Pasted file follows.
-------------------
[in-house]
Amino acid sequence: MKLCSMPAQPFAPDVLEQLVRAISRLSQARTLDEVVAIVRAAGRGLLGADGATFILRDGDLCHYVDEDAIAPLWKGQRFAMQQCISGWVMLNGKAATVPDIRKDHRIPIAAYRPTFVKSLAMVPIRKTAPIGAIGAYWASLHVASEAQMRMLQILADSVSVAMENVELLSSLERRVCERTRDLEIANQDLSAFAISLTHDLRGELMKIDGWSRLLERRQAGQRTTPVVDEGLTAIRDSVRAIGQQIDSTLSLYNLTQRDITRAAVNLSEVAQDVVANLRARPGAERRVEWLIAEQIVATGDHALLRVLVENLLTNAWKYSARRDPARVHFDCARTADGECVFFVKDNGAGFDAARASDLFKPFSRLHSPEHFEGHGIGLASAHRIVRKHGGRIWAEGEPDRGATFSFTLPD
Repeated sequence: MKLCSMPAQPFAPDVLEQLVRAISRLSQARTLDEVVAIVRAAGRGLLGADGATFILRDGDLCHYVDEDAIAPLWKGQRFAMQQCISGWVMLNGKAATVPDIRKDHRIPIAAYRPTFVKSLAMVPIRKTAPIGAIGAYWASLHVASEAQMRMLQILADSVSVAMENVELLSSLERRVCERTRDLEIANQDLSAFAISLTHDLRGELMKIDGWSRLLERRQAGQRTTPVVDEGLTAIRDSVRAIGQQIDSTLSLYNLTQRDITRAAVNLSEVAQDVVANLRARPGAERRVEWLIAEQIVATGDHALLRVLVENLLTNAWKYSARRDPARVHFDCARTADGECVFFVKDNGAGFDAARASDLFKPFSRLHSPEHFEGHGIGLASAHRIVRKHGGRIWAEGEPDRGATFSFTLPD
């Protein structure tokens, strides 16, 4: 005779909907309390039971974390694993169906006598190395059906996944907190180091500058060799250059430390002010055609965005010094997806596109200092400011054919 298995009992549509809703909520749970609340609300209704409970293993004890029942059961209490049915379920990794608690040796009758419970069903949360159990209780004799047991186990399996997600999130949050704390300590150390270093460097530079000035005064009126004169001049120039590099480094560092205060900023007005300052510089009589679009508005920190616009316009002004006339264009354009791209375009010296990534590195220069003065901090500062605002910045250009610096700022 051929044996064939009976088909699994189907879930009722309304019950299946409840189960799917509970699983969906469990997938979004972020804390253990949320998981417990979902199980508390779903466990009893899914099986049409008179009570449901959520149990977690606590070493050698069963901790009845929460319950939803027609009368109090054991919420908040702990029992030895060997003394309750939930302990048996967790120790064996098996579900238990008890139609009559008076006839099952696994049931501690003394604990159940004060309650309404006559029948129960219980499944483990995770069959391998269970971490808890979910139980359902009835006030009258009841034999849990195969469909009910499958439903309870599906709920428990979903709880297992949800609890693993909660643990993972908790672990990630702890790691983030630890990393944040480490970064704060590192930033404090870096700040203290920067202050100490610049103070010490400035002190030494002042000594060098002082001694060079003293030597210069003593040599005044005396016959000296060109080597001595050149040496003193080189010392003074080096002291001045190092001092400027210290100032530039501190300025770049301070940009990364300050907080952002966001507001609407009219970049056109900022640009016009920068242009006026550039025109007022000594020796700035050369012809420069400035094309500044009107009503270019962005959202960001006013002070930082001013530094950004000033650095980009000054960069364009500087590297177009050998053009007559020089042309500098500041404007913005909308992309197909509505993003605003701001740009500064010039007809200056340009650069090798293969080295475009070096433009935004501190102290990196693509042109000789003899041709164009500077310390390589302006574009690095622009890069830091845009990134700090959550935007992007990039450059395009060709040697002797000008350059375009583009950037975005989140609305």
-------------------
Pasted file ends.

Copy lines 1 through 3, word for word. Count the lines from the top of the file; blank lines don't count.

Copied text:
[in-house]
Amino acid sequence: MKLCSMPAQPFAPDVLEQLVRAISRLSQARTLDEVVAIVRAAGRGLLGADGATFILRDGDLCHYVDEDAIAPLWKGQRFAMQQCISGWVMLNGKAATVPDIRKDHRIPIAAYRPTFVKSLAMVPIRKTAPIGAIGAYWASLHVASEAQMRMLQILADSVSVAMENVELLSSLERRVCERTRDLEIANQDLSAFAISLTHDLRGELMKIDGWSRLLERRQAGQRTTPVVDEGLTAIRDSVRAIGQQIDSTLSLYNLTQRDITRAAVNLSEVAQDVVANLRARPGAERRVEWLIAEQIVATGDHALLRVLVENLLTNAWKYSARRDPARVHFDCARTADGECVFFVKDNGAGFDAARASDLFKPFSRLHSPEHFEGHGIGLASAHRIVRKHGGRIWAEGEPDRGATFSFTLPD
Repeated sequence: MKLCSMPAQPFAPDVLEQLVRAISRLSQARTLDEVVAIVRAAGRGLLGADGATFILRDGDLCHYVDEDAIAPLWKGQRFAMQQCISGWVMLNGKAATVPDIRKDHRIPIAAYRPTFVKSLAMVPIRKTAPIGAIGAYWASLHVASEAQMRMLQILADSVSVAMENVELLSSLERRVCERTRDLEIANQDLSAFAISLTHDLRGELMKIDGWSRLLERRQAGQRTTPVVDEGLTAIRDSVRAIGQQIDSTLSLYNLTQRDITRAAVNLSEVAQDVVANLRARPGAERRVEWLIAEQIVATGDHALLRVLVENLLTNAWKYSARRDPARVHFDCARTADGECVFFVKDNGAGFDAARASDLFKPFSRLHSPEHFEGHGIGLASAHRIVRKHGGRIWAEGEPDRGATFSFTLPD